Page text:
So I started using a propane fired heater (100,000 btu). It would warm the shop up in no time, then the electric heater would continue after that while I worked out there. I tried a kerosene heater at first but didn't like the smell so it went back.

Indoor rating or not, you have to make sure your shop is well ventilated. Propane, when burning correctly, produces carbon dioxide as a byproduct. When it isn't burning correctly, it produces carbon monoxide. Both are deadly in high concentrations - carbon monoxide at much lower levels.

Kerosene, on the other hand, always produces carbon monoxide and can also produce acidic vapors (read, not good for metal). It amazes me that these are still rated for indoor use.

The other thing to remember is that both produce MASSIVE amounts of water vapor. A pound of propane burned puts about pound of water vapor in the air and a gallon of kerosene releases roughly a gallon of water vapor. I didn't notice it while it was running, but when the shop cooled off, I'd have condensation everywhere, not just on the metal surfaces. This is the reason that I no longer use it in the shop!

Just as a comparison...natural gas produces about the same amount of carbon dioxide but only one quarter the water vapor as propane.

Be well,

Doc

Thanks Don, so maybe my garage door cracked 4 inches will be venitilation enough? Theres no windows that open.
Wow 100k btu, thats alot for me I think. Im in about 16 x 35 space, cement floors, insulated 9 foot ceiling. 3 garage doors uninsulated except that aluminum foam stuff for noise over two.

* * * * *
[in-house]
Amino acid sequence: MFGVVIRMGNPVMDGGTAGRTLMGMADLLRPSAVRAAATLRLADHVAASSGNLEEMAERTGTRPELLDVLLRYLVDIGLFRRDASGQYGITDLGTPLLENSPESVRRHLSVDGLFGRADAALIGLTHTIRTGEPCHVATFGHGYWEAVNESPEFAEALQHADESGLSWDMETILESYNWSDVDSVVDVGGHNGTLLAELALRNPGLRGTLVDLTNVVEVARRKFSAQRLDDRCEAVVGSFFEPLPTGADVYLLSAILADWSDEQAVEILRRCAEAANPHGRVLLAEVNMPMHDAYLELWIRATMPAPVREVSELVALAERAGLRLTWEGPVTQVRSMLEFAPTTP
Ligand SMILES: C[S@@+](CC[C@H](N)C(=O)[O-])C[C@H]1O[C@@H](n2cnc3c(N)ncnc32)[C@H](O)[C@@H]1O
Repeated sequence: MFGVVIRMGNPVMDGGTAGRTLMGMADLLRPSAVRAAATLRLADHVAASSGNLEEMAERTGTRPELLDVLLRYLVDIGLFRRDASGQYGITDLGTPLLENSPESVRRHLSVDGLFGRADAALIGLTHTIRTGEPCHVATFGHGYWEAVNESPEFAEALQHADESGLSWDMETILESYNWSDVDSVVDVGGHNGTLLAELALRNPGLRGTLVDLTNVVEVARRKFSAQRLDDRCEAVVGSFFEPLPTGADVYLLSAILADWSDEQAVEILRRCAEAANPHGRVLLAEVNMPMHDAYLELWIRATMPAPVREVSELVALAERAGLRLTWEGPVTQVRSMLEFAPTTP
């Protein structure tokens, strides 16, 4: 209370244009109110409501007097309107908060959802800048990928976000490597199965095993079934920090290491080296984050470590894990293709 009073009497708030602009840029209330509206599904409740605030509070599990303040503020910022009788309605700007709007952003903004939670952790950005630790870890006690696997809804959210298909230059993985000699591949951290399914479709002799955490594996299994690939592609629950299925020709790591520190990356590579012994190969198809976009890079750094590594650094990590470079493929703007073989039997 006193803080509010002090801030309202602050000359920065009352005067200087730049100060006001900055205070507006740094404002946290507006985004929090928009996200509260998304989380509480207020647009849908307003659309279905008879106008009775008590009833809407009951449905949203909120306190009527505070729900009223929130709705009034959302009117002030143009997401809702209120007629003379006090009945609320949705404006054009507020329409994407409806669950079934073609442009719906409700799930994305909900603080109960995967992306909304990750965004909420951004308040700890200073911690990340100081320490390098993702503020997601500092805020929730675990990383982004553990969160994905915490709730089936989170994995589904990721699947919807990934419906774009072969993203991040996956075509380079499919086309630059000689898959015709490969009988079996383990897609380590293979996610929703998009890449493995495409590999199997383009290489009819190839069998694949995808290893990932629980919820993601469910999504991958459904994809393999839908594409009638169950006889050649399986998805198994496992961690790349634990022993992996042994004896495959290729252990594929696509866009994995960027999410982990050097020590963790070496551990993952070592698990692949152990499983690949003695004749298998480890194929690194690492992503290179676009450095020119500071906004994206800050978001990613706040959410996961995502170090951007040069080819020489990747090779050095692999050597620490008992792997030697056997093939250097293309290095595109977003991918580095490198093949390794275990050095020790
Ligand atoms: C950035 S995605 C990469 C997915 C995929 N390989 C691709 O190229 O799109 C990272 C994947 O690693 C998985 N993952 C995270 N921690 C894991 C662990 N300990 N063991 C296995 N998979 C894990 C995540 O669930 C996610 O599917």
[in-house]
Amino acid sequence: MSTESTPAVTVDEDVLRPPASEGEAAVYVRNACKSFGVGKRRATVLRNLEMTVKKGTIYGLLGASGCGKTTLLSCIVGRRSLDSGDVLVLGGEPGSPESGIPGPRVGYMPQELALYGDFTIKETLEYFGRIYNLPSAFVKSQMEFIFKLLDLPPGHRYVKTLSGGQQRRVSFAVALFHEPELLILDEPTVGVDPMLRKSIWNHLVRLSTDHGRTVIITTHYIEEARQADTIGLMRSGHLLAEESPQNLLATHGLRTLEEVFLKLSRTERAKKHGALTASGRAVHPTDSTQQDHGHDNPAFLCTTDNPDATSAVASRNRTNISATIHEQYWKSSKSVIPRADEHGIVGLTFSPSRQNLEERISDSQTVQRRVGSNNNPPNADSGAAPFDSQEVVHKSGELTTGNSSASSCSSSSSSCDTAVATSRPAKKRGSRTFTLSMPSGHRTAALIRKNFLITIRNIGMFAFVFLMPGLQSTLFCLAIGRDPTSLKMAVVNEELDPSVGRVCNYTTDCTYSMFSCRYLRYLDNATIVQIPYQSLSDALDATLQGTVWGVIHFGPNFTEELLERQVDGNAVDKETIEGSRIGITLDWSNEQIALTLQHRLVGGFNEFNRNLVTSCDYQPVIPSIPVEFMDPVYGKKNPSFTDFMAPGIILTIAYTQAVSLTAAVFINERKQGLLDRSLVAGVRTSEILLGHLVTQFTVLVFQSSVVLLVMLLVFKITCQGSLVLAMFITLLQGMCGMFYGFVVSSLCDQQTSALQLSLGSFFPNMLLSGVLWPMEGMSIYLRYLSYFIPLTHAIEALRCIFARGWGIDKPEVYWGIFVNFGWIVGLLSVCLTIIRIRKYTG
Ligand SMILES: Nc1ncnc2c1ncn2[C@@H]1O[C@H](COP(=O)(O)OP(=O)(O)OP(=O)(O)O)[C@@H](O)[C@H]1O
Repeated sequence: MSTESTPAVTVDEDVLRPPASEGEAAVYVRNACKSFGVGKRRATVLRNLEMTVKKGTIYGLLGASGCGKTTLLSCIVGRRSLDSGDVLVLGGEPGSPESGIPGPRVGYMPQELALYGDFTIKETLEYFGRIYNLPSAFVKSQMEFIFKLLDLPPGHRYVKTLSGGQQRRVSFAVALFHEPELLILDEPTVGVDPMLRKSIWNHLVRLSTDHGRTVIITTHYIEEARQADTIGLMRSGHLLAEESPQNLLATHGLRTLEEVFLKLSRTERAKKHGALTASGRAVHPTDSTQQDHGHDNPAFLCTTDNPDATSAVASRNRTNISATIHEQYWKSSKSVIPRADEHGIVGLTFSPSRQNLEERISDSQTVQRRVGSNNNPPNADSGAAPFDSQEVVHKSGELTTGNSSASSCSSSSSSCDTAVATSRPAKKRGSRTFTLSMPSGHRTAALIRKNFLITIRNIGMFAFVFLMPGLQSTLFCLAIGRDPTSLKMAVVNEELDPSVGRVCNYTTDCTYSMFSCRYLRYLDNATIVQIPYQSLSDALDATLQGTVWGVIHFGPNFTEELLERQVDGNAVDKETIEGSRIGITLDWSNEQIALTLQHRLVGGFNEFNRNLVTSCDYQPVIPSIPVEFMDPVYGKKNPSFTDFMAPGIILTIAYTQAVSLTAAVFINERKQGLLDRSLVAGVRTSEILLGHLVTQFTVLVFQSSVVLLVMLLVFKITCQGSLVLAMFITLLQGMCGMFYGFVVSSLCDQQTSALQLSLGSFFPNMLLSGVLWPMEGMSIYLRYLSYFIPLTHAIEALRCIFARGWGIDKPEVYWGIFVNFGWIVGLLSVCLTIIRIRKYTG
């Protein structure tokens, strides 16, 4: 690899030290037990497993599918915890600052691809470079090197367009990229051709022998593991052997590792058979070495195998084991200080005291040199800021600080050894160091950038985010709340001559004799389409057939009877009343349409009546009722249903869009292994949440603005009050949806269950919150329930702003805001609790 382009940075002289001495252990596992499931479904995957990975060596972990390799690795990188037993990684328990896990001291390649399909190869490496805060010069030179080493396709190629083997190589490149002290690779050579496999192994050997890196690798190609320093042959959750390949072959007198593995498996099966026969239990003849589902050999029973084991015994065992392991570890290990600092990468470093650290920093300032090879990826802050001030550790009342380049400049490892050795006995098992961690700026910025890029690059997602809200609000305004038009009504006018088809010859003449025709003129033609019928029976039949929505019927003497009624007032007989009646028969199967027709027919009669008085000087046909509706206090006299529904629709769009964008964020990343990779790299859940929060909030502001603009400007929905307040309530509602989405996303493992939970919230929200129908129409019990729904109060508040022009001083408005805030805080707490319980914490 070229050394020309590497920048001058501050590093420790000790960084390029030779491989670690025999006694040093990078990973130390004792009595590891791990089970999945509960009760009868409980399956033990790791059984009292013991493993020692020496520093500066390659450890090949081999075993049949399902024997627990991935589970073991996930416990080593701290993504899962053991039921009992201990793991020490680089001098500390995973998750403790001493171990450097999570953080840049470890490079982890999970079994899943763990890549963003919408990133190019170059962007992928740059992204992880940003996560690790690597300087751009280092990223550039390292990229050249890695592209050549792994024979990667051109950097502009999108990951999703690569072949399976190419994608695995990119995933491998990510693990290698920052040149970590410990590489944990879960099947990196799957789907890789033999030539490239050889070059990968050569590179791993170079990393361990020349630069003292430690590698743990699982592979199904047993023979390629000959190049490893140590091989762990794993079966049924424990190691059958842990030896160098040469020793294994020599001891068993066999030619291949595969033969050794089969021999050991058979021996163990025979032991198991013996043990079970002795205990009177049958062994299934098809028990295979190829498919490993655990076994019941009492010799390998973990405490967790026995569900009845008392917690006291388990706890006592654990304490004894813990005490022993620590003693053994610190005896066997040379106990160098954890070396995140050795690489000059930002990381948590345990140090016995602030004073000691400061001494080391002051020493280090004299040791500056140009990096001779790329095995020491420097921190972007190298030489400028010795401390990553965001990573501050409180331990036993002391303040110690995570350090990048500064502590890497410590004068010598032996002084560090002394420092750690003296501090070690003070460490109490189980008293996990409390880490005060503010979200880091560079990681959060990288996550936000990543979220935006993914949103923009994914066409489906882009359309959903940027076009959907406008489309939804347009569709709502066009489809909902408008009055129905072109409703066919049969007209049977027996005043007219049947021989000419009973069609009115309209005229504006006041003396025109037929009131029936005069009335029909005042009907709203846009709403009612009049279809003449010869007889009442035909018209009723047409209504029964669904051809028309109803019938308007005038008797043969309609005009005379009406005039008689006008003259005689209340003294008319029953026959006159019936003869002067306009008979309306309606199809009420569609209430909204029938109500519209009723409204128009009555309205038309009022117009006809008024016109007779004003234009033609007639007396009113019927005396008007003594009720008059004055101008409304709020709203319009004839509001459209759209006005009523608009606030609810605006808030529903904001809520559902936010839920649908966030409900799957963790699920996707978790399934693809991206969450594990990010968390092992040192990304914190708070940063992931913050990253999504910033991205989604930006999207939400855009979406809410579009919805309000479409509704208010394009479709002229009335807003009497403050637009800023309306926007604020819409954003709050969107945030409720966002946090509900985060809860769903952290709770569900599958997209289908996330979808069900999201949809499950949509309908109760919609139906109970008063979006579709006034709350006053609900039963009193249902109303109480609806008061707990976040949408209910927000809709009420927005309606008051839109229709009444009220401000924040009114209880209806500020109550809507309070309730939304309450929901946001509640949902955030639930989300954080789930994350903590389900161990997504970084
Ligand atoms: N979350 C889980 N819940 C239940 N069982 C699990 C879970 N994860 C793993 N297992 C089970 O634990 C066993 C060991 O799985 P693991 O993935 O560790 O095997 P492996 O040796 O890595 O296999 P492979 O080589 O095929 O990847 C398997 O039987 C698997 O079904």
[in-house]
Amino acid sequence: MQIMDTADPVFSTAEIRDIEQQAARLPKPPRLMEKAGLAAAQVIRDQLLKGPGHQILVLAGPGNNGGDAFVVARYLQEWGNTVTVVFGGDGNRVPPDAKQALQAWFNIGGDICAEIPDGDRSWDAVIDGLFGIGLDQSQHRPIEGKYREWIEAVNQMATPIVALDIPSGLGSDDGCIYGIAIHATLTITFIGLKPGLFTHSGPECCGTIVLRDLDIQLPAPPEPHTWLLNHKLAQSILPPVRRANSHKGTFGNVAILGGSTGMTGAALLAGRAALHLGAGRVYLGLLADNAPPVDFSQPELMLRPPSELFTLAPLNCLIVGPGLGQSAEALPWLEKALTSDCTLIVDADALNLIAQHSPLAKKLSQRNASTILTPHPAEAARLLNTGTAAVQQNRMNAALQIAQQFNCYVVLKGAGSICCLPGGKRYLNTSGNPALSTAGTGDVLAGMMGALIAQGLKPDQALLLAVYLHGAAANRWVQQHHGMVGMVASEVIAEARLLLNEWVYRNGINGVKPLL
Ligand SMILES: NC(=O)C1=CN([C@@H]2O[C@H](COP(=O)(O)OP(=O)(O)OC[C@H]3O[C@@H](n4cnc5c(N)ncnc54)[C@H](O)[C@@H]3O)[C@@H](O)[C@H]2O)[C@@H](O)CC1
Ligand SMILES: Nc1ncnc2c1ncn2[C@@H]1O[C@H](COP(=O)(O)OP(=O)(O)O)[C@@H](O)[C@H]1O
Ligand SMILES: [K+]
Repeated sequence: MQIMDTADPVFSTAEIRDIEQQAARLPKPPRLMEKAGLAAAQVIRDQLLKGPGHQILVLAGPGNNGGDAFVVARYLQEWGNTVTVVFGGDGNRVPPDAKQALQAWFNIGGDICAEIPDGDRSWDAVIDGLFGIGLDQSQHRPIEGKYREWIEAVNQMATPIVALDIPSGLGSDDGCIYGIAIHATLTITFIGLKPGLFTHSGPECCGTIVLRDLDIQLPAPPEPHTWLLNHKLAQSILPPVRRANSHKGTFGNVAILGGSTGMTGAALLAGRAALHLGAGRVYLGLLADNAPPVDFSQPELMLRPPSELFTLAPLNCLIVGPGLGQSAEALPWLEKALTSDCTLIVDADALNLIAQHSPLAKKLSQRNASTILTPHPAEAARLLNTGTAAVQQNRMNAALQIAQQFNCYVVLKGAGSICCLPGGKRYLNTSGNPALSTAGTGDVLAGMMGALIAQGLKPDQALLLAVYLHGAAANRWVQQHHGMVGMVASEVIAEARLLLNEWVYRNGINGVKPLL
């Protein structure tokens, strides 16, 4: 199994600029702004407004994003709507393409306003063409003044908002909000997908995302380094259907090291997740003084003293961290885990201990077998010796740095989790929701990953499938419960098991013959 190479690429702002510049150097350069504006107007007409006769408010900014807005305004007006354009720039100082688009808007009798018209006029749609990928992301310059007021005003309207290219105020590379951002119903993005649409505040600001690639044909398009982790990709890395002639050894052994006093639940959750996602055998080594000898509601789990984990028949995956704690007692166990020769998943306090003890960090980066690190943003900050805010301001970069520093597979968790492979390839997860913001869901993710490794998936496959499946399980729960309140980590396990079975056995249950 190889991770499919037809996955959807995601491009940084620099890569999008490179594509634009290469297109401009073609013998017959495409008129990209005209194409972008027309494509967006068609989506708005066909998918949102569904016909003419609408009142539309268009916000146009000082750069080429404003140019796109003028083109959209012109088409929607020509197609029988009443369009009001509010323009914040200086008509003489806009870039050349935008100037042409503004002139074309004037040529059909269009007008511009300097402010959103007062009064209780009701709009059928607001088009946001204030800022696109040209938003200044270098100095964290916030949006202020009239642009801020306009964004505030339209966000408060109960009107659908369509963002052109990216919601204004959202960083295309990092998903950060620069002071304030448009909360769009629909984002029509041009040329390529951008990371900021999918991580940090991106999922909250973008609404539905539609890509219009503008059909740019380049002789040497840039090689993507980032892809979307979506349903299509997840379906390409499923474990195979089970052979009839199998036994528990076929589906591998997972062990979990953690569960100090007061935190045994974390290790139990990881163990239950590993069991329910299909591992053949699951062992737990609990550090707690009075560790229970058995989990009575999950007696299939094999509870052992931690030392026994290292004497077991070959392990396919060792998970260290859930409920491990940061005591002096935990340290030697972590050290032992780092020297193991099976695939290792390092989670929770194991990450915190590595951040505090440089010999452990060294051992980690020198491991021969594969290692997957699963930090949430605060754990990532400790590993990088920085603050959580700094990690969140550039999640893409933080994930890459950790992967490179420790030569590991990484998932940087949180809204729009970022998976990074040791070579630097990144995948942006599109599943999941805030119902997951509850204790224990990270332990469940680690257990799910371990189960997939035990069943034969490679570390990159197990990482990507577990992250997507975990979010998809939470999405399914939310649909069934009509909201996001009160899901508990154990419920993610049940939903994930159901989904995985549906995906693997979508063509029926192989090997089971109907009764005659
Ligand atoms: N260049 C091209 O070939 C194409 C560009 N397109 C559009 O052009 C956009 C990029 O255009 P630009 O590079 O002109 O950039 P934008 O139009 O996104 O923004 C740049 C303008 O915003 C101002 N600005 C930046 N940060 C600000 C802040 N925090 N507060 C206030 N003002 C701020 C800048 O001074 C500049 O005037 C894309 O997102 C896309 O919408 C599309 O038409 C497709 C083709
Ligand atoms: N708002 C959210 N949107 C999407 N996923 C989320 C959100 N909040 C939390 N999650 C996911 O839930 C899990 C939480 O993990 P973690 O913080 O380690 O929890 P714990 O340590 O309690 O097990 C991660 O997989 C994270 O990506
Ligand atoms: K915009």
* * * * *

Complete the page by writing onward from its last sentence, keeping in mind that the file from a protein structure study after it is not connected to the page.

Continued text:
Im aware of the boston winters, being from mass ( SE), Im usually there over xmas and go to boston, those winds whip through the cement jungle there and shes chilly.

Jim Becker
09-14-2008, 3:30 PM
I recently threw out my kero heater that I used to use on the coldest of days. Although I don't like the propane units (they generate a lot of moisture, etc), either, for short term "get it up to temp" use, it's probably a good way to go.

Eric Larsen
09-14-2008, 4:08 PM
Maybe they've made improvements, but I remember kerosene heaters stinking to high heaven. Headache stink. Drive you out of the room stink.

I'd go with propane.

David Freed
09-14-2008, 4:46 PM
Maybe they've made improvements, but I remember kerosene heaters stinking to high heaven. Headache stink. Drive you out of the room stink.

I'd go with propane.

I remember those. If you let them run out of fuel, it would be like a tear gas bomb went off. I think they are a lot better now, but they still smell. I have 3 propane heaters now.

Ken Werner
09-14-2008, 9:16 PM
Craig, There are 2 important types of LP heaters. Vented and ventless.
Vented takes outside air in, combusts it, and sends the exhaust outside. No indoor pollution, no moisture. Costs a fair bit more. Empire is a good brand. Ventless is misleading. You're better off with a vent, but it doesn't require or even have one. Like others have said, it puts out alot of moisture, and some not so healthy combustion products. You may be able to buy a used vented device for under $300. More costly, but way better and safer. Just my take.

Jason Roehl
09-15-2008, 9:22 AM
If you get one with a fan (propane or kerosene), the moisture issues are reduced by quite a bit.